It’s a sunny fall day at Williams Park in downtown St. Petersburg, and Charlie Crist is in his element.

“What’s your name?,” he purrs to a woman in a wheelchair, taking her hand. He beams a white smile that matches his snow-white hair, contrasting with his tan face. “May I get a picture?” he asks, bending down on one knee. The woman giggles.

Crist, a Republican-turned-independent-turned-Democrat, is a former governor, former state attorney general and was on the short list to be Sen. John McCain‘s vice presidential running mate in 2008. This year, he’s setting his sights on a seat in the U.S. House.

Democrats are counting on Crist and other candidates to make significant inroads into the Republicans’ commanding House majority. Florida offers at least three potential Democratic gains as the party tries to cobble together a 30-seat pickup.

Crist, a 60-year-old lawyer, faces Republican incumbent U.S. Rep. David Jolly. The race may be one of the few nationally in which the Republican candidate is using Donald Trump against the Democrat, noting that Trump helped Crist raise money when he was with the GOP.

“It’s a crazy year,” Crist says.

He hopes it’s his year.

Crist has the hometown advantage — he was raised in St. Petersburg — and is running in a redrawn district that includes more African-Americans.

Jolly, who has represented the 13th Congressional District since 2014, is hoping Crist’s complicated political past will make him vulnerable.

“The fundamental issue is trust. Everybody knows Charlie, they know he’s been on every side of the issue,” Jolly says. “By most polls, this will be a neck-and-neck race.”

A recent poll by St. Pete Polls shows Crist with a narrow lead, while another tally by the Public Opinion Research Laboratory at the University of North Florida shows Crist leading Jolly 54 percent to 36.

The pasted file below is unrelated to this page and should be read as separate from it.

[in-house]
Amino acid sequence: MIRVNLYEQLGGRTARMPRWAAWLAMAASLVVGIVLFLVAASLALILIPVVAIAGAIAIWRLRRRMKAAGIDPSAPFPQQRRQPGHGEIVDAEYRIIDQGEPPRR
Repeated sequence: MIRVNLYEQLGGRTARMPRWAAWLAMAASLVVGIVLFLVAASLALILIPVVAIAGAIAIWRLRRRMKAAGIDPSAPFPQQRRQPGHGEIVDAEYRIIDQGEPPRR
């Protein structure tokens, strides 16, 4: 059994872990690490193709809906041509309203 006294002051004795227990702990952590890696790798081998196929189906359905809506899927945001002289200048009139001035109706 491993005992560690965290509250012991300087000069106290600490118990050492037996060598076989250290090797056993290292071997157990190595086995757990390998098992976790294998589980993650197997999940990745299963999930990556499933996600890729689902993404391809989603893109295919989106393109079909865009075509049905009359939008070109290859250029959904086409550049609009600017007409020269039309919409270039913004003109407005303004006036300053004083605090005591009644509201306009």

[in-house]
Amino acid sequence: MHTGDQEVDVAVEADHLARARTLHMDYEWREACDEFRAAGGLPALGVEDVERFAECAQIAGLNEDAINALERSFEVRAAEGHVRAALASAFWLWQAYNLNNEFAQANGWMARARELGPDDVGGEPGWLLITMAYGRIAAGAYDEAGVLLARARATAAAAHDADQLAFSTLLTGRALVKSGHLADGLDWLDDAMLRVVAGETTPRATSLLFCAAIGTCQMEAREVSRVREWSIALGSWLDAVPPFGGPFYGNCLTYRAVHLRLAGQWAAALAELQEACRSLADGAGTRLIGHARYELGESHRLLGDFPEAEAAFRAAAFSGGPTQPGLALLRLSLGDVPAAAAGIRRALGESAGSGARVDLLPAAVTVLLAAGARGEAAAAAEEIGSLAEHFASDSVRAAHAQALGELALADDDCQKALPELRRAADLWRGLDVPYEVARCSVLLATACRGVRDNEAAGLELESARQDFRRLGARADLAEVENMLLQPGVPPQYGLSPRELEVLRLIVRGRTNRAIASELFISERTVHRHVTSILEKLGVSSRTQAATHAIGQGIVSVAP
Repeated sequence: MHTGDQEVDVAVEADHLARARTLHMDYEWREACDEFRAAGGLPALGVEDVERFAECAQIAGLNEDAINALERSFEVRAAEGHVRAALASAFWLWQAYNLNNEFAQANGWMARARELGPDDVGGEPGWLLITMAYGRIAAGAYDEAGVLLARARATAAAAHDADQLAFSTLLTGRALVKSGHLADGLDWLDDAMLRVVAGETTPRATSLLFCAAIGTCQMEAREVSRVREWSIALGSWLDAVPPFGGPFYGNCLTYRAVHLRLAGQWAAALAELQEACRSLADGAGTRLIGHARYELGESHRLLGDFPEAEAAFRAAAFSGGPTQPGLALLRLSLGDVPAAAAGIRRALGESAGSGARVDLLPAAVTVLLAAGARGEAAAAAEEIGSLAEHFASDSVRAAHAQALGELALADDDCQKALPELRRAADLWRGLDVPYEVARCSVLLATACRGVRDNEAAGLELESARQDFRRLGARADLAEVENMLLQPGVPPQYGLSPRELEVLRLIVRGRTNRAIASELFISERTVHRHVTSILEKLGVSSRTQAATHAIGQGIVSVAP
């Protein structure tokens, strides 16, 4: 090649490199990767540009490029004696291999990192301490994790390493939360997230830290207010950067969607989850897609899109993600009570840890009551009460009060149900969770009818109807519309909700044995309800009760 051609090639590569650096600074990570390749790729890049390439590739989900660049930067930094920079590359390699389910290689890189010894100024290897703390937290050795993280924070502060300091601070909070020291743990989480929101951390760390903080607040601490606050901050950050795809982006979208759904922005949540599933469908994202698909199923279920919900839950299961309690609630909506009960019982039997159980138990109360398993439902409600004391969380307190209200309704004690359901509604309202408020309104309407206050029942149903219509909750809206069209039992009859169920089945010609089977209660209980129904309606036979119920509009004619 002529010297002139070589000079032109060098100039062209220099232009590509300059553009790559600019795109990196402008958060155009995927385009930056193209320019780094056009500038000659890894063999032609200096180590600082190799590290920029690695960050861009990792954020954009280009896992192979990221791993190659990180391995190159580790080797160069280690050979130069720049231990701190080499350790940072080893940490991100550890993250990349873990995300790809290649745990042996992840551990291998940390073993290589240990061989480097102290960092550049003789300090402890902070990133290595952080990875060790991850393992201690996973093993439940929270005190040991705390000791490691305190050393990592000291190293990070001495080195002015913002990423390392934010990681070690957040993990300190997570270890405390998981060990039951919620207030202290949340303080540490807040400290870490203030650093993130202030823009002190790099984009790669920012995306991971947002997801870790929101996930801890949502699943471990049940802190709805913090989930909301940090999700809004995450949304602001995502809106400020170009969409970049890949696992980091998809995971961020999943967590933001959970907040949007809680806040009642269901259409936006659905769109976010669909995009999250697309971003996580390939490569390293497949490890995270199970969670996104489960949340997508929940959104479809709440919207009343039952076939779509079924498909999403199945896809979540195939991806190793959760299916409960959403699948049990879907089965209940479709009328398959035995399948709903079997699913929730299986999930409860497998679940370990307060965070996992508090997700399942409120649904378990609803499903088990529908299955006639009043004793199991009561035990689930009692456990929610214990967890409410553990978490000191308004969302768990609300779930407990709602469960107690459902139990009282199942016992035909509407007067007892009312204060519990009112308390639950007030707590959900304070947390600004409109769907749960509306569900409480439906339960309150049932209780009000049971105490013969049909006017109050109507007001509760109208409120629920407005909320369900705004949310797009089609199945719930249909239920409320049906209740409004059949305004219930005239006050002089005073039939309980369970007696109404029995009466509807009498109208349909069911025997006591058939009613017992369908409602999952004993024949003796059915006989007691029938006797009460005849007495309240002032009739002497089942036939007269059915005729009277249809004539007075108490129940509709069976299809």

Crist, who was governor from 2007 to 2011, ran for Senate as a Republican in 2010 but lost to Marco Rubio in the primary. Crist quit the Republican Party, ran in the general election as an independent and lost. He switched party affiliation again, becoming a Democrat, and ran unsuccessfully for governor against Rick Scott in 2014.

The 43-year-old Jolly has his own complications. He earlier had announced he would run for U.S. Senate, but when Rubio dropped out of the presidential race and said he would run for re-election, Jolly got out of that race.

Jolly says his biggest accomplishments are taking on campaign finance reform and backing a bill that would prohibit members of Congress from directly soliciting campaign contributions.

Jolly set himself apart from many Republicans by refusing to fundraise for the national party while working in Washington. And he refuses to endorse Trump.

“I’ve been fully abandoned by the Republican Party,” Jolly said. Still, he’s done pretty well with fundraising; as of Sept. 30, he’s raised $1.75 million to Crist’s $1.4 million. But Crist is getting help from the Democratic Party and other political action committees.

And Trump has become another flashpoint in the campaign.

In September, Jolly released a video that says Trump helped Crist raise money several times when Crist was a Republican.

And the Democratic Congressional Campaign Committee aired television ads using doctored photos to make it appear Jolly and Trump are pals. Only this week did Crist denounce the ad.

That negative ad turned some Crist voters off.

“I may end up voting for Jolly out of spite for the Democrats putting out negative information,” said Joe Jordan, a 36-year-old IT professional.

Crist touts his record on education, the economy and the environment, and says he supports a woman’s right to choose.

In the St. Petersburg park, he smiles at Velva Lee Heraty and her miniature Shih Tzu. Heraty shows him photos of when he walked little Miss Nena outside a cafe.

“That was two years ago,” Heraty says.

Crist gives her a serious look. That’s when Gov. Scott defeated him by a single percentage point.

“Two years ago. We’re hoping for a better result this time,” Crist says.

Republished with permission of the Associated Press.